Talking here to supporters of Charlie Crist, the Democratic nominee to be Florida’s next governor, their eagerness to move on from GOP Gov. Rick Scott’s control over public schools was palpable.
And it’s a close call as to whether those supporters will get to move on or not. A Sept. 24 poll on the Florida governor’s race by Quinnipiac University labeled the race “too close to call,” with 44 percent of likely voters supporting Scott and 42 percent supporting Crist. A Libertarian Party candidate, Adrian Wyllie, got 8 percent. Interestingly, more respondents than not labeled both Crist and Scott as not honest and trustworty, and both candidates have net negative approval ratings, too.
Combine that with a recent poll showing education to be the second-most important policy topic in Florida among adult residents, and it’s a high-stakes election for education in Florida.
During a brief stop at a campaign field office to speak with supporters, Crist made sure to touch on schools during his laundry list of the motivations for his campaign. “It’s for the teachers, it’s for the students.” he said.
For state Sen. Darren Soto, a Democrat at the campaign field office to see Crist, that meant one thing: bigger K-12 budgets. He drew a contrast for me: While the fiscal 2015 budget Scott approved is the largest in state history, per-student spending in Florida peaked at the start of Crist’s previous term as governor in the 2007-08 school year. “I believe the history speaks volumes,” Soto told me.
The narrative isn’t quite so neat—Scott increased K-12 spending by $1 billion this year and has pledged to boost per-student spending above what Crist approved in 2007-08. And when the recent recession hit, Crist cut funds for schools. (Crist served as governor from 2007 to 2011 as a Republican, and switched parties in 2012.)
But Scott’s recent actions don’t cut any ice with Celeste Williams, an attorney who is running for state representative in central Florida as a Democrat.
“The facts just belie that. It’s ridiculous. There are not enough teachers. ... Anything he’s doing now is just to cover up what he did four years ago,” Williams said, a reference to the fiscal 2012 budget Scott approved that cut $1.3 billion from K-12.
Crist has made a big deal about teacher layoffs, but the extent to which Scott’s early budget cuts led directly to mass lay-offs is up for debate.
Both Williams and Albyn Roman, the Polk County president of the Democratic Hispanic Caucus in the state, derided Scott for being a “privatizer.” Roman singled out the presence in Florida of “for-profit education at the expense of public education,” a reference to for-profit charter management organizations. Crist made a general allusion to this idea when he criticized Scott for trying to put the state in general “up for sale.”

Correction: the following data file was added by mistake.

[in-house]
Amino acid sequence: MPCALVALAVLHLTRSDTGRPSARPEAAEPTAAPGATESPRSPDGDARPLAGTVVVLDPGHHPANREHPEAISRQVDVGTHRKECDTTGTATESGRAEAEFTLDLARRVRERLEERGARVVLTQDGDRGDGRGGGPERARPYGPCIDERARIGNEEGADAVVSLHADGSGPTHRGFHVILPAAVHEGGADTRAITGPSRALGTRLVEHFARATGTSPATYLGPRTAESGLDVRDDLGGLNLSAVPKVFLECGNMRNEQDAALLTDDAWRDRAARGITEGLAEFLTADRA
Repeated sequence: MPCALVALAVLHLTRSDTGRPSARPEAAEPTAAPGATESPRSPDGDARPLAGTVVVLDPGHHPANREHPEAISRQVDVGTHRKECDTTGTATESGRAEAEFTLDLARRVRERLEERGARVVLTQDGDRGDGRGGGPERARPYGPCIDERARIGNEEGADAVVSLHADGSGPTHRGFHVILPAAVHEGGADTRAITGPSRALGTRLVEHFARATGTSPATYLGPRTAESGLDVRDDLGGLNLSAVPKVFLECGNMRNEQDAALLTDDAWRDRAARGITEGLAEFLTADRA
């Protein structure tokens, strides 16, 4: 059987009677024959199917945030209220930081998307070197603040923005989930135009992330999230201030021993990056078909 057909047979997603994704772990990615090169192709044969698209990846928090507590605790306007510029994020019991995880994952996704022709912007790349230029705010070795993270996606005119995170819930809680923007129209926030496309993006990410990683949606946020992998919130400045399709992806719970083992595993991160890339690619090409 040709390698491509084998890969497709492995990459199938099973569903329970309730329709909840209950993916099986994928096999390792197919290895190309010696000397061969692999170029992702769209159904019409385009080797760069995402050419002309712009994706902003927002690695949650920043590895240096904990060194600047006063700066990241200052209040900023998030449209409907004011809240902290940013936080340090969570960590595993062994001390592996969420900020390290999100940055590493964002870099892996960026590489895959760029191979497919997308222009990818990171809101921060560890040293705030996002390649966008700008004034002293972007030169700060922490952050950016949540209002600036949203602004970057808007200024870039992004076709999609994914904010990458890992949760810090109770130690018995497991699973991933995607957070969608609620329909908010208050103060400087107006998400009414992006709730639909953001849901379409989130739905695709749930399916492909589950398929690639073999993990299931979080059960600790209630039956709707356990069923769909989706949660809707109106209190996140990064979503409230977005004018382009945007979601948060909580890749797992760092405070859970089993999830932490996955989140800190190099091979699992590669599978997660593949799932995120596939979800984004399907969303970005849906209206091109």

Realism Over Zeal
But despite their enthusiasm for Crist, supporters acknowledged that—assuming the GOP keeps control of the legislature—there are limits to what Crist can accomplish.
Take the Florida Tax Credit Scholarship program, the nation’s largest school choice program. Earlier this year, Scott approved legislation that will expand it by allowing more families, based on increasing household income limits, to be eligible for the scholarship. Crist’s position on the scholarships has been the topic of some debate. Earlier this month he appeared to side, albeit not very forcefully, with the Florida Education Association in its legal battle against that legislation. Crist said the state teachers’ union, which has endorsed him, has “every right” to sue over the scholarship-expansion bill, and refused to say it should drop the suit.
So how does Soto think Crist will act toward tax-credit scholarships? Soto thinks his fellow Democrat will take a “balanced approach,” saying that while he won’t try to roll the program back, he’ll veto efforts to make it go further. “I don’t expect him to support any increases in the program.”
Interestingly, Soto voted for the bill expanding the scholarship eligibility limits in its final form, illustrating that for Democrats—including, perhaps, for Crist—the tax-credit program can be politically complicated.
And with a GOP-controlled legislature, it’s not clear how Crist’s pledge for significantly greater resources for schools would turn out. Nor is it clear that Crist will be able or willing to do much about standardized testing in Florida, a hot-button political topic in the state and one which Williams told me faculty have been complaining about for years because, “They’ve been teaching to the exam.”
“There’s not going to be much drastic change,” Roman conceded.
A version of this news article first appeared in the State EdWatch blog.